# Measure and Measure Spaces

The idea behind (Lebesgue-) measures is to extend the notion of lengths for a larger class of subsets of $\mathbb{R}$ than just finite intervals. This is particularly useful for integration as it forms the basis for Lebesgue Integration which allows one to integrate many more functions than Riemann integration as all Riemann-integrable functions are Lebesgue-integrable (as long as the integral is proper). Also, much of probability is based on measure theory. For further help in starting a wiki page, check out Wiki Guidelines and Wiki Formatting or come chat with us.

## Measure Spaces

$\digamma$ is called a $\sigma$-algebra on a set $\Omega$ (generally referred to as the sample space) if it satisfies the following 3 properties:

$\hspace{5mm}$ (i) $\varnothing, \Omega \in \digamma.$

$\hspace{5mm}$ (ii) $A,B \in \digamma \implies \Omega \setminus A : = A^{c} \in \digamma \ \text{ and }\ A \cup B \in \digamma.$

$\hspace{5mm}$ (iii) $A_{1},A_{2},... \in \digamma \implies \cup_{n=1}^{\infty} A_{n} \in \digamma.$

The first two properties define an algebra on $\digamma$, whilst property (iii) adds that sets in this algebra must also be closed under countable union. This leads naturally to the definition of a measure space:A pair $(\Omega, \digamma),$ where $\digamma$ is a $\sigma$-algebra on $\Omega,$ is called a measurable space and any set in $\digamma$ is called a measurable subset of $\Omega$ with respect to $\digamma .$

A function $\mu$: $\digamma \rightarrow [0, \infty]$ is called a measure on $(\Omega, \digamma)$ if

$\hspace{5mm}$ (a) $\mu ( \varnothing ) = 0$ and $\mu (A) \geq 0 \ \ \forall A \in \digamma$

$\hspace{5mm}$ (b) $A_{n} \in \digamma$ with $A_{n}$ disjoint $\implies \mu( \cup_{n=1}^{\infty} A_{n} ) = \displaystyle\sum_{n=1}^{\infty} \mu (A_{n}),$

where condition (b) says that a measure must be countably additive (over disjoint sets). Also, note that the codomain is the extended real number line [0, $\infty$ ] rather than [0, $\infty$ ) such that $\mu (A) = \infty$ is permitted.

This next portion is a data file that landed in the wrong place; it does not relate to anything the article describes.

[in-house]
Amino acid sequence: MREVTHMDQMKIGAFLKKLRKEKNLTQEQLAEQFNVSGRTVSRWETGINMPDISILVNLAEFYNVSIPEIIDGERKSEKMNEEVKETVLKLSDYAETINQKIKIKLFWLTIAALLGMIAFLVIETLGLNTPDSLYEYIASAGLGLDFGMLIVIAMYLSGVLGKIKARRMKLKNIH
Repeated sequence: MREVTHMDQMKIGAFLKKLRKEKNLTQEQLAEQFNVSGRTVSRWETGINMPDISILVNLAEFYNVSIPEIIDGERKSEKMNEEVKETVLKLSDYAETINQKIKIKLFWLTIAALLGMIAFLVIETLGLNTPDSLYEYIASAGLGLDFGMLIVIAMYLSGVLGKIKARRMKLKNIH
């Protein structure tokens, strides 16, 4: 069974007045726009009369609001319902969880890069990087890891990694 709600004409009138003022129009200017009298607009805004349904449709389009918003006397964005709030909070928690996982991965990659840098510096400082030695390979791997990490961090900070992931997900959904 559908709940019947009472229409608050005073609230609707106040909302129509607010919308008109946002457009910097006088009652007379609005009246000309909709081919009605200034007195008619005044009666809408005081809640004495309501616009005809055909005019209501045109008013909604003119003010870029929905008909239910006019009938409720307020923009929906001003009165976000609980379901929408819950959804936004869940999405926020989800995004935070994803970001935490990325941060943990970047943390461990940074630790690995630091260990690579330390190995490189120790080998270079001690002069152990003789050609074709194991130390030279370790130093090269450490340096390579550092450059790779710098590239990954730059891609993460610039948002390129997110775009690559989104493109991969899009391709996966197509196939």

Probability SpaceConsider the triple $( \Omega , \digamma , \mathbb{P})$. If $(\Omega, \digamma)$ is a measurable space and $\mathbb{P}$ is a measure with $\mathbb{P} ( \Omega ) = 1,$ then we have a probability space where $\Omega$ is the sample space and $\digamma$ is a set of subsets of $\Omega$ containing events.

## Outer Measure and Null Sets

Let $L(I)$ be the length of an interval $I.$ For example, $L\big((a,b]\big) = b - a.$

The (Lebesgue)

outer measureof any set $A \subseteq \mathbb{R}$ is given by $m^{*}(A) = \inf Z_{A},$ where $Z_{A} := \left\{ \displaystyle\sum_{n=1}^{\infty} L(I_n) : A \subseteq \cup_{n=1}^{\infty} I_{n} \right\}$ for intervals $I_{n}$ which (we say) form a covering of $A.$

$\ m^{*} (A) = 0$ if and only if $A$ is a null set. One example of a null set is a singleton ${a}$ for $\ a \in \mathbb{R}$. Now suppose we have a uniform distribution on $[0,1].$ Then as a single element forms a null set, we have that $\mathbb{P} ({a}) = 0 \ \ \forall a \in [0,1],$ which comes as a bit of a shock as the event of picking $a$ is not impossible, yet the probability of it occurring is zero. More surprisingly $\mathbb{P} \big( \mathbb{Q}_{[0,1]} \big) = 0$ despite the fact that there are infinitely many rationals in $[0,1].$ This is because there are countably many rationals and infinitely many reals (on any non-empty interval) so the set of rationals is 'negligible' compared to the set of reals. Thus, if $\mathbb{P} (A) = 0,$ we say that "$A$ almost surely won't occur."

Show that if $A \subset B,$ then $\ m^{*} (A) \leq m^{*} (B).$

We will show that $Z_{B} \subset Z_{A},$ and then use the definition of the infimum of a set. Let $I_{n}$ be a sequence of covering intervals for $B,$ then $A \subset B \subseteq \cup_{n=1}^{\infty} I_{n},$ so $I_{n}$ is also a covering sequence of intervals for $A,$ i.e. $x \in Z_{B} \implies x \in Z_{A},$ so $Z_{B} \subset Z_{A}$. Taking the same $x,$ we have that $m^{*} (A) \leq x$ as the infimum is a lower bound for a set, so as $x$ was taken from $Z_{B},$ $m^{*} (A)$ is a lower for $Z_{B}$. Hence, as the infimum is the greatest lower bound (of a set), $m^{*} (A) \leq m^{*} (B)$. $_\square$

**Cite as:**Measure and Measure Spaces .

*Brilliant.org*. Retrieved from https://brilliant.org/wiki/measure-and-measure-spaces/